Jayson Tatum’s Q2 outburst against Lakers a harbinger of progress?
The memory of most Celtic fans will anoint a certain Jaylen Brown
Q3 dunk over His Majesty as the signature moment of Boston’s impressive 32-point
thrashing of the rival Lakers Monday evening in Beantown.
But I suspect the “turning point” of more than just a single game
had occurred about an hour earlier, at the very end of Q1.
The Lakers had come out of the starting blocks with more energy
and a smoother rhythm than Brad’s guys, LA’s Twin Towers beating the Celt’s in
transition and blocking every Boston foray hoopward on their way to a quick
lead … the C’s initial conversion was a Gordon Hayward 30-footer on the heels
of a sloppy pass.
Slowly, Brown started getting to the foul line, Kemba Walker spied
out a little shooting room and Enes Kanter began out-maneuvering the sprightly
Laker frontline – the game’s only ties and lead changes (five of each) happened
during the first 12 minutes.
A Tatum “Epiphany”
About five minutes in, Coach Stevens inserted Marcus Smart for a still-tentative
Jayson Tatum, who’d missed both his FGA’s and grabbed a single D-board.
JT would replace Hayward for the quarter’s final 79 seconds and
three offensive possessions – as the shot clock was dwindling on the first possession,
Tatum drove to the goal from the left wing but dribbled through the lane,
settling for a tough, contested 14-foot fallaway and missing badly enough that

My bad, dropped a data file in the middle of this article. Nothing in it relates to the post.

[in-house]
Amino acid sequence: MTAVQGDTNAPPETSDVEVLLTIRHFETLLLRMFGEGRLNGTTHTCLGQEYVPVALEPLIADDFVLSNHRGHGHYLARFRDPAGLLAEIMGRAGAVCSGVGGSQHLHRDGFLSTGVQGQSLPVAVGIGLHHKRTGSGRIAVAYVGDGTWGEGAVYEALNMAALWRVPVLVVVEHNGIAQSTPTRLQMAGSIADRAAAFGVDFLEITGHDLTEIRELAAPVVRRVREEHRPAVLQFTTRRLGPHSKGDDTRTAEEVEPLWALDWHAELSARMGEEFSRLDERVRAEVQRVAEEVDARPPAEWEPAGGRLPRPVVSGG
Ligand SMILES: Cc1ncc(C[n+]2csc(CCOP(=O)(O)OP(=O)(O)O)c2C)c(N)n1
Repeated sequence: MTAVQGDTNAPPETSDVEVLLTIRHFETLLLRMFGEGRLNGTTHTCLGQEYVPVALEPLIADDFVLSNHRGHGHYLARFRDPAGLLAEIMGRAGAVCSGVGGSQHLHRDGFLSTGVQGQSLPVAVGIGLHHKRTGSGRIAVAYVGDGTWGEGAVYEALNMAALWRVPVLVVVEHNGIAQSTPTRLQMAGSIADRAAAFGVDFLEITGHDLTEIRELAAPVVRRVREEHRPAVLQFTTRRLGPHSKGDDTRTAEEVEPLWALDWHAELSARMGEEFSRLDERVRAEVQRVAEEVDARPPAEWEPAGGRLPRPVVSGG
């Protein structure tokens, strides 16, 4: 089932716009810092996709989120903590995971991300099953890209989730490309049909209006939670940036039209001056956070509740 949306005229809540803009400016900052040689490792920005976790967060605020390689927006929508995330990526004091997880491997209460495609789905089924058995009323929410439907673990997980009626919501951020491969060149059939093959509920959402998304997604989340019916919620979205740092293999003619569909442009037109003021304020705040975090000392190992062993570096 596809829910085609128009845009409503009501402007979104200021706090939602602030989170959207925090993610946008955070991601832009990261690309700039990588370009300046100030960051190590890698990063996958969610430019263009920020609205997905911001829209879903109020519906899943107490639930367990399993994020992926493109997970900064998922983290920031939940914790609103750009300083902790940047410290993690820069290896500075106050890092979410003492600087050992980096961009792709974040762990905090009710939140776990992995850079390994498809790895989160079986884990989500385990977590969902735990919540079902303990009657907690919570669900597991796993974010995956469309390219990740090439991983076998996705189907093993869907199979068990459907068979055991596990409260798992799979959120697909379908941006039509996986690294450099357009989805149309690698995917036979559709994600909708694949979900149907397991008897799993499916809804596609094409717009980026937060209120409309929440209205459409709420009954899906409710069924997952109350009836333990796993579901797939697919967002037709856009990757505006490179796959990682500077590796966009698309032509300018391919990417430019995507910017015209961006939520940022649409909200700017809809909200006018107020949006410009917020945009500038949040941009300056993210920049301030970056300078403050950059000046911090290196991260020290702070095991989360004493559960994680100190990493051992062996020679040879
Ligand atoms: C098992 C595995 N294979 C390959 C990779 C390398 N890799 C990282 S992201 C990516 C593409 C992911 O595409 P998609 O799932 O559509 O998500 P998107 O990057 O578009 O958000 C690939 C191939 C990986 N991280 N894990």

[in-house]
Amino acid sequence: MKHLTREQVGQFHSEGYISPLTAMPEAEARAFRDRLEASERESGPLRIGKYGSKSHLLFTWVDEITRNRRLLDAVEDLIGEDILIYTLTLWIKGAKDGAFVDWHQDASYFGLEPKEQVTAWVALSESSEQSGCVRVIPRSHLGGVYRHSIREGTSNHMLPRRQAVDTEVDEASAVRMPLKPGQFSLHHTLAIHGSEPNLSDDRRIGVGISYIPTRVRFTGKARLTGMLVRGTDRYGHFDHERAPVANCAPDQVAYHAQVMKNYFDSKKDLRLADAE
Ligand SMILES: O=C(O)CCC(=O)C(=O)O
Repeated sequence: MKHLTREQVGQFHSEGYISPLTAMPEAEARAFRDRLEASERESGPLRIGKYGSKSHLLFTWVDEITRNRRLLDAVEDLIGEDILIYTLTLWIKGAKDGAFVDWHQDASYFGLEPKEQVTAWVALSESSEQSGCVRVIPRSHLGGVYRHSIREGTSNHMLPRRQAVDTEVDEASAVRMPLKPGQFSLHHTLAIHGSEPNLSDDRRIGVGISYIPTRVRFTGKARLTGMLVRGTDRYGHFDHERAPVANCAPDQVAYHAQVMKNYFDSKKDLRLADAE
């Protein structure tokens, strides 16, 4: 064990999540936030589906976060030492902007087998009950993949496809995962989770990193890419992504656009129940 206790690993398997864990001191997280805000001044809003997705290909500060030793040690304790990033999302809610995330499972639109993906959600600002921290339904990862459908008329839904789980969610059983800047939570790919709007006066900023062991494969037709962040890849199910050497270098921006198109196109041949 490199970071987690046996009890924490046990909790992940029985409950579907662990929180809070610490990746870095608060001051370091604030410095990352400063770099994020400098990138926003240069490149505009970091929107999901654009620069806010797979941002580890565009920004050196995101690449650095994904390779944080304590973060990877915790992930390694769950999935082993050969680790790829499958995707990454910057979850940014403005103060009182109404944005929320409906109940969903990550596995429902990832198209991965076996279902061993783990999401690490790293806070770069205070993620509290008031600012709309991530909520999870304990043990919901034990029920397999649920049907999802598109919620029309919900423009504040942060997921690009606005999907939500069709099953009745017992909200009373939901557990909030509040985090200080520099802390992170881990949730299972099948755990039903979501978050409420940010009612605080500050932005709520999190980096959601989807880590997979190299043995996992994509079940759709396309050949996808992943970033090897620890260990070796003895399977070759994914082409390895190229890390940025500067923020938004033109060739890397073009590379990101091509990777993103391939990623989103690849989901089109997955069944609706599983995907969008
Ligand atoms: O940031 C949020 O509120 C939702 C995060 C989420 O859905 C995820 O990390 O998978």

the savvy Kanter cashed in a put-back.
But Jayson seemed still in his early-game funk – he appeared to be
talking to himself and got surprised by a pass in the backcourt as the C’s were
preparing to play for the quarter’s final shot.
Photo: Dick Raphael/NBAE/Getty
The quarter-closing play was run for Kanter, whose miss bounced
out to JT, again on the left wing, again short on time. Jayson penetrated to
the paint … and in his best Cedric Maxwell imitation, our budding superstar
launched a tippy-toe flip-shot just over the fingertips of Dwight Howard.
[I’d like to think that somewhere, Sam Jones was watching and
whispering – as he’d at times taunt Wilt – “Too late!”]
That little four-footer ignited a 13-point JT Q2 offensive
explosion that put his squad in firm and permanent control of the contest.
The number of “possessions” is an accurate count, not a formula-based estimated value. For purposes of clarity, the bracketed digit following the FT% is the exact count of “conversions” represented by those FTA’s.
“Possessions” calculation: FGA’s + FT conversions + TO’s – OR’s (including Team OR’s) – FT OR’s
“Conversions” calculation: FG’s + FT conversions
“Stripes” calculation: 3FG’s – missed FTA’s
TS% = True Shooting Percentage
PPP = Points per Possession
CV% = Conversion Percentage
Abacus Revelation for the Road
Boston’s 65 conversions against LAL
represents a season high, the third time they’ve posted 60+ for a ballgame.
They’ve allowed 60+ opponent
conversions only once (61 to the Wizards in a crazy mid-November Garden
shootout that featured 123 combined successes), though the Bucks converted 59
times in their victory last Thursday.